Things began to change. For one thing, my friend's prescriptions worked for only a limited time. As he became inured to the therapeutic effect of one drug and the symptoms ramped back up, the doctors would move him on to another. He was now working his way through the list of drugs, wondering how long this could go on. For another thing, the pain showed up. Classic, stabbing, excruciating headaches. “Silent” no more. Fortunately for my friend, the sharp, stabbing headaches are intermittent—triggered by loud noises (he suffers from hyperacusis). Only the dull pain in his head is constant, day in and day out (and denying him sleep, because there's no longer any such thing as a soft-enough pillow).

Now he was getting passed around in the medical community. The UC San Francisco headache clinic looked into his case and shot him up with drugs to “reset” his pain level. It failed. UCSF was on the verge of confining him to a hospital bed for a days-long infusion of a drug that required 24-hour monitoring when a bad reaction to a milder form of the medication provided a very serious contraindication.

The UC Davis Medical Center subjected him to a series of tests, none of which proved definitive. It was clearly something more than just a migraine condition. My friend was wobbling about with a cane and it took a regimen of physical therapy to help him relearn how to stay upright and walk like a sober person. The migraines had laid waste to his balance system.

The standard migraine drugs were used up and then recycled at higher and more dangerous levels. Relief was still merely temporary and palliative. His doctors began a series of off-label prescriptions (where “off-label” means using medications to treat conditions for which they are not formally approved). It was, in a word, a series of experiments. Each experiment lasted as long as a month or two. Much shorter, of course, in the case of hallucinations or other serious reactions. Recently the doctors started mumbling about using botox, but I'm not sure what that's all about.

But that was merely prelude. This year his condition escalated in a completely unexpected way. Let him tell it in his own words. It's a total mystery:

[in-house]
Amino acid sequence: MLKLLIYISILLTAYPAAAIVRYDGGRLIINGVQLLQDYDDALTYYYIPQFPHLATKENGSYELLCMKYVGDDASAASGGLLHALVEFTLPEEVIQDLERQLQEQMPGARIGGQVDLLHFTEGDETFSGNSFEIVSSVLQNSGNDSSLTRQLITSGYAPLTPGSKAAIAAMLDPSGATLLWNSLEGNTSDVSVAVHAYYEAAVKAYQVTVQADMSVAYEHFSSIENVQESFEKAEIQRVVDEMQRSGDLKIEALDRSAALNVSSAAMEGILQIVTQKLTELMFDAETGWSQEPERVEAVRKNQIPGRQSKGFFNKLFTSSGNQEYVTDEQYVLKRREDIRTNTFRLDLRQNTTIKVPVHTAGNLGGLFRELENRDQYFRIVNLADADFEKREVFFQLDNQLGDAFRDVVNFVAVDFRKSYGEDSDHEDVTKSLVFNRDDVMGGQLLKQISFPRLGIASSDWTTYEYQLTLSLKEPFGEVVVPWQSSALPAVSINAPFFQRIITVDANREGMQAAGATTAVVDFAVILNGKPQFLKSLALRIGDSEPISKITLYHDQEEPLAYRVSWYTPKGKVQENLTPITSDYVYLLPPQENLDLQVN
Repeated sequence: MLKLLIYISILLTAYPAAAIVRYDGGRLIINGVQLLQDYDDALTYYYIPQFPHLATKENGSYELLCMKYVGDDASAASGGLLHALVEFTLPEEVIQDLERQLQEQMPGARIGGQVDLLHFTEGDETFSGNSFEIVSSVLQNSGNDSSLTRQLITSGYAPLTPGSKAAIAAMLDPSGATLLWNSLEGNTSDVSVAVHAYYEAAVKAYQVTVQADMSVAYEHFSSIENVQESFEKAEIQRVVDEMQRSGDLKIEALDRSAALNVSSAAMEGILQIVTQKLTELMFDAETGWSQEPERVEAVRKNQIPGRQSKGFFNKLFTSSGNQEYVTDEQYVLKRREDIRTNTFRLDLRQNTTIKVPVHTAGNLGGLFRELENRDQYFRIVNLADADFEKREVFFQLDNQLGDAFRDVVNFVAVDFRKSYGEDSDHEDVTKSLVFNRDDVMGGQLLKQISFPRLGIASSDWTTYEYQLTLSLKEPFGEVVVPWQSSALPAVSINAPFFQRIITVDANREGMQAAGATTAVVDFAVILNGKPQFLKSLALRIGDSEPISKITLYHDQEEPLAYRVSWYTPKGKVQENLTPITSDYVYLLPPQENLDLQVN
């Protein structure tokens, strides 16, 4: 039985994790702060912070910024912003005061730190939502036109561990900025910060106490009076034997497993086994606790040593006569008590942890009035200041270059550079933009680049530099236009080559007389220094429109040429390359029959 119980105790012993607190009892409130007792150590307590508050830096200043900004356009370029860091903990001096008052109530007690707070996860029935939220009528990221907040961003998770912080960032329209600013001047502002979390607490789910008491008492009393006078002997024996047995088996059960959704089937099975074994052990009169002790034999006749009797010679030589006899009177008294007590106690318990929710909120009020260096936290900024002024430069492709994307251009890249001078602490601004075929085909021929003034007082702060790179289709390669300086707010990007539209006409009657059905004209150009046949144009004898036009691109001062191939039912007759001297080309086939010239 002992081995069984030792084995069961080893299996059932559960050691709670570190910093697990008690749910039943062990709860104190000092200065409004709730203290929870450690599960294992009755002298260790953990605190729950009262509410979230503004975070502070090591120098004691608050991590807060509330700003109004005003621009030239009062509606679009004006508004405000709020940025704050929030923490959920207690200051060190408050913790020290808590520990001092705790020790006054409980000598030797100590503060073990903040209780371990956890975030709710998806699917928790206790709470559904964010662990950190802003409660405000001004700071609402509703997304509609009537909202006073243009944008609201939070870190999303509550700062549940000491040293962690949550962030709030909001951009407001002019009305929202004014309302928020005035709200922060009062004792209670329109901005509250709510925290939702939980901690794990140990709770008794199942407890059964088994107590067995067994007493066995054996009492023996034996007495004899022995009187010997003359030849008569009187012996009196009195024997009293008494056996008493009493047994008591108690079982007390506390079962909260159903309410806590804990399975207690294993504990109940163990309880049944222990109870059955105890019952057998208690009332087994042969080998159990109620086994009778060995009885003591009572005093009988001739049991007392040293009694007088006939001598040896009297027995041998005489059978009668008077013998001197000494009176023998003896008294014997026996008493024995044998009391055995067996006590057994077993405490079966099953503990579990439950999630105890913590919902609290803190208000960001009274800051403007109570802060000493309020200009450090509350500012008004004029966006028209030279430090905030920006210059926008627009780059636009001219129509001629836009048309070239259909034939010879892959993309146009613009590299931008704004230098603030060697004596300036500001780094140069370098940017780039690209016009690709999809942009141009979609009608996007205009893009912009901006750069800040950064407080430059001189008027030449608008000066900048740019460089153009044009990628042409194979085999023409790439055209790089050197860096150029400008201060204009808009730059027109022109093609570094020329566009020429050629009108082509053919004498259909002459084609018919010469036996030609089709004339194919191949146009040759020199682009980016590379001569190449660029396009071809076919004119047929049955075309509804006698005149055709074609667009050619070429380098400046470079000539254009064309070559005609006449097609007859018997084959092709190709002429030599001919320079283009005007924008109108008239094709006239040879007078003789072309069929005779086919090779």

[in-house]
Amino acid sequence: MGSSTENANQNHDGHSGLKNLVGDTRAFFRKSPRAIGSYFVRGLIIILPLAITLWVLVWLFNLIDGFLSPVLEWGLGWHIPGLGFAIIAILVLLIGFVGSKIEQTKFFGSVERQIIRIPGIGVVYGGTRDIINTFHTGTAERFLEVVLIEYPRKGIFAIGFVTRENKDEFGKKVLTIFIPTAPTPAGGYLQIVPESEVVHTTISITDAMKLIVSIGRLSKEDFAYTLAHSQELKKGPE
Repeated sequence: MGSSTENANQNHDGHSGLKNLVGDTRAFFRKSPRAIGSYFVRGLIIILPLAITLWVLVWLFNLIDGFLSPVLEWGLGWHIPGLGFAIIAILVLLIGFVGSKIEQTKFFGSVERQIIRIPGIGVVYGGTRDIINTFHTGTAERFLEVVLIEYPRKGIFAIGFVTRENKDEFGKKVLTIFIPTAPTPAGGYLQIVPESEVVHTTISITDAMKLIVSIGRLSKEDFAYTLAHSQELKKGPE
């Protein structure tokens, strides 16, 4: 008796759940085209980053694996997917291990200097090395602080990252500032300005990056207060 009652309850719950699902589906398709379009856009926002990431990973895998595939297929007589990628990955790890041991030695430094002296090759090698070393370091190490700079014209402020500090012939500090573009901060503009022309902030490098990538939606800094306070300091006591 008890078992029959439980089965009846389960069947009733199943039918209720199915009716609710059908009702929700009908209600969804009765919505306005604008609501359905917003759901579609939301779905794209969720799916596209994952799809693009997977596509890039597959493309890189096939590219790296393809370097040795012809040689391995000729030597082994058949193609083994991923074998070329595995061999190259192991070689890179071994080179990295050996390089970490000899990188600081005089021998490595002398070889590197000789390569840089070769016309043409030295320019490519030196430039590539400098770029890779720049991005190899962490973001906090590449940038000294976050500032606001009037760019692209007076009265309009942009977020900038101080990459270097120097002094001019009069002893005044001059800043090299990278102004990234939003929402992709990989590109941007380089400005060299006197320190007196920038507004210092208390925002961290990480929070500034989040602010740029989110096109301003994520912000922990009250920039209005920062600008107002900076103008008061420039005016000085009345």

In early March I started to experience swelling in the front center of my neck. A couple of days later there was a small lump on the back of my neck. The lump in the front of my neck has continued to swell and the swelling has grown into my jaw. This past weekend a new, fairly large lump has appeared at the intersection of my jaw and neck just below my right ear. The swelling in my neck has put enough pressure on my neck to cause difficulty swallowing, occasional difficulty breathing, and the loss of my voice. (I can only talk in a whisper.) I have also had swelling in both underarms and in my groin, but the doctors can’t feel anything in those spots that would warrant more testing.

Blood tests suggested that I have hypothyroidism, and I’ve been taking levothyroxine (50 mcg/day) for over a month to combat that potential cause. The levothyroxine has lowered my thyroid stimulating hormone level to normal, and I’m still taking it per my doctor’s orders, but that drug hasn’t lowered the existing swelling, kept existing swollen areas from growing, or prevented new growths from forming.

I’ve had three ultrasound tests of my neck and though these tests have found a slightly enlarged lymph node that hasn’t grown or shrunk in the subsequent two tests, the node is too small for a biopsy. I’ve also been to the ENT and to a gastroenterologist without any success or insights. My primary doctor is now at a loss about what to do next.
While lymphoma has been suspected because of the swollen lymph nodes, nothing has ruled it definitively in or definitively out. The constellation of symptoms is totally confusing.

And Hugh Laurie is busy wrapping up his final season of House and isn't taking new patients.

Any ideas, anyone? Know anyone who might? Perhaps you have a better clue than any of my friend's doctors. They keep passing him back and forth like a hot potato, cheerfully suggesting to him that his life isn't really at risk because they can always resort to intubation if his throat becomes too constricted to permit adequate breathing. It's a comfort, isn't it?